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Ignoring the Congressional 11th Commandment — “Thou shalt not criticize the Appropriations Committee” — freshman Rep. Trent Franks (R-Ariz.) introduced a bill last week that would limit the number of terms lawmakers can serve on the powerful spending panel.

Franks, a staunch conservative, said he made the proposal out of “desperation” because he was “looking for some way to change the institutional momentum” away from ever-increasing government spending.

“We have a tendency to lose our zeal over time,” Franks said. “I try not to drink the water in Washington.”

Even with Republicans in control of the White House and both chambers of Congress, many conservatives still grumble that the GOP has not done nearly enough to curb federal spending and trim the size of government.

Under Franks’ plan, Members could sit on Appropriations for no more than three out of any five consecutive Congresses. Although he circulated a “Dear Colleague” letter last week seeking support for the measure, it had attracted just one co-sponsor as of Friday — Rep. Pat Toomey (R-Pa.).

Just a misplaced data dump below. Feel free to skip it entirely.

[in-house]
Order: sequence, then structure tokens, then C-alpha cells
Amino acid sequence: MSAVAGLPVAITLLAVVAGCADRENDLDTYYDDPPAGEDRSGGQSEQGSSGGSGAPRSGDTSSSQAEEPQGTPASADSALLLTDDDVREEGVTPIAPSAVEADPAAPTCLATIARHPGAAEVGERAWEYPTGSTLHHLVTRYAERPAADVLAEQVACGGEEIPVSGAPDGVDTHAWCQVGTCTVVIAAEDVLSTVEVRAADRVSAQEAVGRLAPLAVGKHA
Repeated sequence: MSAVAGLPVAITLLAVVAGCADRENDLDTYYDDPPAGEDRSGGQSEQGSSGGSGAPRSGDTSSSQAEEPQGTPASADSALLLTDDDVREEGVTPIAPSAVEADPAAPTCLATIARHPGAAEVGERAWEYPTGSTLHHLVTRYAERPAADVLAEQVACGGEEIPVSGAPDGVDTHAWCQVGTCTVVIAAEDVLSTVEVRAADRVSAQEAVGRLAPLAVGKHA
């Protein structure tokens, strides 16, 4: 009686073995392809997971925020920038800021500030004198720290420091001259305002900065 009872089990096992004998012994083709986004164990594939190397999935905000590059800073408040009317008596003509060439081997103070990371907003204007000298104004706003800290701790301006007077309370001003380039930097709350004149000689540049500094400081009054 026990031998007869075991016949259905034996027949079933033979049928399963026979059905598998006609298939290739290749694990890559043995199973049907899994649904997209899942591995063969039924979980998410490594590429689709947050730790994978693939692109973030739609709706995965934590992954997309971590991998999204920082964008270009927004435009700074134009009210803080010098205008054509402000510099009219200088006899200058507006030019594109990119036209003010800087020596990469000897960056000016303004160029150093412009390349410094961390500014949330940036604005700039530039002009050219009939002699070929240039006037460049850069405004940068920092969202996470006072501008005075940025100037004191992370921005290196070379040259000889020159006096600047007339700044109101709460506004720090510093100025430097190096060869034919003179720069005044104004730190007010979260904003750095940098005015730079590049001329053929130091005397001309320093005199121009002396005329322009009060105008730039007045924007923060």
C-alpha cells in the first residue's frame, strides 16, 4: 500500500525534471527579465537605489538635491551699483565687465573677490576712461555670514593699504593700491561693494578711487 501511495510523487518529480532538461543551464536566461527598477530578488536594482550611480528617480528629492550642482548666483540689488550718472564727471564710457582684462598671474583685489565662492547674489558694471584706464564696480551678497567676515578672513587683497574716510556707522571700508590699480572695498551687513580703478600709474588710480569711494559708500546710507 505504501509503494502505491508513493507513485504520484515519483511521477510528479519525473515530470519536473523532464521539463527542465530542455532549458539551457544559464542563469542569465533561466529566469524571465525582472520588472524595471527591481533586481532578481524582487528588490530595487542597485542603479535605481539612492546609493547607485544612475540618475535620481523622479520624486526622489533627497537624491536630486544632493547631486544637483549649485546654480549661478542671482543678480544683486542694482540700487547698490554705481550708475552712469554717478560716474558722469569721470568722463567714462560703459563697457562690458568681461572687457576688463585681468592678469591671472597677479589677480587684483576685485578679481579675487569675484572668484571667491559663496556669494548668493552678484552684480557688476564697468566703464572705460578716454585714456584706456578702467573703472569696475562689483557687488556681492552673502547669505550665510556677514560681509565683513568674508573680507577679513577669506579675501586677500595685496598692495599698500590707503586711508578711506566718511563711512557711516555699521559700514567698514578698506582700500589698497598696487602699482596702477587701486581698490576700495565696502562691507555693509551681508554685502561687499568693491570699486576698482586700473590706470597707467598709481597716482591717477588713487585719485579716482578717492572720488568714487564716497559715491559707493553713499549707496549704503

Jim Dyer, the Appropriations majority staff director, reacted to Franks’ proposal with disdain.

“I don’t know where this came from, but it’s been greeted by my committee with wonderment,” he said. “I just think there’s a total disconnect here between anyone who thinks this committee has anything to do with the deficit and the reality of the situation.”

Floating this proposal may hurt Franks’ chances of ever serving on the spending panel, but the freshman said he doesn’t care.

“I have no desire to be on the Appropriations Committee,” he said.

Even if he doesn’t want a seat on the committee, Franks’ move could make Appropriations members a little less hospitable toward the Arizonan’s future spending requests.

“It might have some cute public relations value in the short haul, but I don’t know if it’s the smart thing to do in the long haul,” Dyer said.

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